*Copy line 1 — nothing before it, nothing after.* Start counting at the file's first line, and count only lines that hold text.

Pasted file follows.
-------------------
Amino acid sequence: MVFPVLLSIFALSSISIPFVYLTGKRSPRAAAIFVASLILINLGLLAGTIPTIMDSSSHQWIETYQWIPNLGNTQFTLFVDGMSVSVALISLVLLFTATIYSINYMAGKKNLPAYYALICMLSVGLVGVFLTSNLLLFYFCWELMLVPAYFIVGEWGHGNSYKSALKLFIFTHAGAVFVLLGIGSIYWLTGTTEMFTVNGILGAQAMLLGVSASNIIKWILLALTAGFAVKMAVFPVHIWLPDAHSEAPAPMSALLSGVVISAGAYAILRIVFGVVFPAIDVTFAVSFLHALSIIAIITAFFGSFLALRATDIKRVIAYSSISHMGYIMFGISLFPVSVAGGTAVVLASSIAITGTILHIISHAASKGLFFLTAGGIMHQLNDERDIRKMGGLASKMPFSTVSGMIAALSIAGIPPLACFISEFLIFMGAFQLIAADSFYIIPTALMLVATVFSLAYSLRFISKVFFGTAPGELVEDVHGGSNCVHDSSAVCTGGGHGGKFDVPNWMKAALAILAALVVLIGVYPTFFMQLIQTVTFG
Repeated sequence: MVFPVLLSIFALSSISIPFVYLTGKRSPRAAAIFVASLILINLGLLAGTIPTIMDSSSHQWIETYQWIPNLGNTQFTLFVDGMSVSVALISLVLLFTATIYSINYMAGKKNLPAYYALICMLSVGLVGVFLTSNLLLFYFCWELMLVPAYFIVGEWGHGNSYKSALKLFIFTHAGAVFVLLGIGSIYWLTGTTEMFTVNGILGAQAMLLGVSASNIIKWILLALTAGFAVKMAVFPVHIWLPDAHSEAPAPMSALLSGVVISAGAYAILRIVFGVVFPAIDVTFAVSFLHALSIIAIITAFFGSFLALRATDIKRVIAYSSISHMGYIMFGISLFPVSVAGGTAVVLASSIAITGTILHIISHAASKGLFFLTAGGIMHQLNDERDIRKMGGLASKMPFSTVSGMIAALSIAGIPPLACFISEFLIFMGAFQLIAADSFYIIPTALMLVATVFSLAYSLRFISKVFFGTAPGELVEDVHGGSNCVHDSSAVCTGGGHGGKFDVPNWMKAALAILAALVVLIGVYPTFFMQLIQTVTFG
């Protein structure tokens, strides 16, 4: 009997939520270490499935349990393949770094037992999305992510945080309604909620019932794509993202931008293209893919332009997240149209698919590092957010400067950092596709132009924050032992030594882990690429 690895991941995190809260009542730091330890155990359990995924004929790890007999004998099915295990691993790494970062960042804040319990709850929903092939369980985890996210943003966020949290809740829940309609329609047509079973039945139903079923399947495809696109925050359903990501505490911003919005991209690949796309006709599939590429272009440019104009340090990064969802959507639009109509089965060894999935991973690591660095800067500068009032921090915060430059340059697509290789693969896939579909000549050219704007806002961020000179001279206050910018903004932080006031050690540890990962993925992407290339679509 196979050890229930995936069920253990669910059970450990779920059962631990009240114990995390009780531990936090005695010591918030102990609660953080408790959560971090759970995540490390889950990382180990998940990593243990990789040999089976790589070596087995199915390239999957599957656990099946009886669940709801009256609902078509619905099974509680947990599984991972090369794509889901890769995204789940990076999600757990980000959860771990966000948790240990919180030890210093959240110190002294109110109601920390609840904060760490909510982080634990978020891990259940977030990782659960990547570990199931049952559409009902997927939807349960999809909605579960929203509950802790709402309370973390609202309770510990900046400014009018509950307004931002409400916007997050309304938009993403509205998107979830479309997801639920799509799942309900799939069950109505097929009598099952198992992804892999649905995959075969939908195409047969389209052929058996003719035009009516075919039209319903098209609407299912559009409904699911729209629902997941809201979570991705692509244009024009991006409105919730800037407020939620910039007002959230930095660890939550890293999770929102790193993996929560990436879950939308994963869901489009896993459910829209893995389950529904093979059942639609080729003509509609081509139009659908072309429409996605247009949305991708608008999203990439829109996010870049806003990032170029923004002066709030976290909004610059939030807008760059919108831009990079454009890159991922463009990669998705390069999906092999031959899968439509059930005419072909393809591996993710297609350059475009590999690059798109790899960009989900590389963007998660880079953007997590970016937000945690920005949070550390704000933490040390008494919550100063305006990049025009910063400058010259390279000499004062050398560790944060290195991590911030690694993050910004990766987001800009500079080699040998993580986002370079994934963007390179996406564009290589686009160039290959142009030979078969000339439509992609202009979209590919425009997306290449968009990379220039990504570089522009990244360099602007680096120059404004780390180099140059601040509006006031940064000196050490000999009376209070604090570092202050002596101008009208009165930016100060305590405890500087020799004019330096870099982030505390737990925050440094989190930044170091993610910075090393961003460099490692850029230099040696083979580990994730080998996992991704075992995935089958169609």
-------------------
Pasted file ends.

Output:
Amino acid sequence: MVFPVLLSIFALSSISIPFVYLTGKRSPRAAAIFVASLILINLGLLAGTIPTIMDSSSHQWIETYQWIPNLGNTQFTLFVDGMSVSVALISLVLLFTATIYSINYMAGKKNLPAYYALICMLSVGLVGVFLTSNLLLFYFCWELMLVPAYFIVGEWGHGNSYKSALKLFIFTHAGAVFVLLGIGSIYWLTGTTEMFTVNGILGAQAMLLGVSASNIIKWILLALTAGFAVKMAVFPVHIWLPDAHSEAPAPMSALLSGVVISAGAYAILRIVFGVVFPAIDVTFAVSFLHALSIIAIITAFFGSFLALRATDIKRVIAYSSISHMGYIMFGISLFPVSVAGGTAVVLASSIAITGTILHIISHAASKGLFFLTAGGIMHQLNDERDIRKMGGLASKMPFSTVSGMIAALSIAGIPPLACFISEFLIFMGAFQLIAADSFYIIPTALMLVATVFSLAYSLRFISKVFFGTAPGELVEDVHGGSNCVHDSSAVCTGGGHGGKFDVPNWMKAALAILAALVVLIGVYPTFFMQLIQTVTFG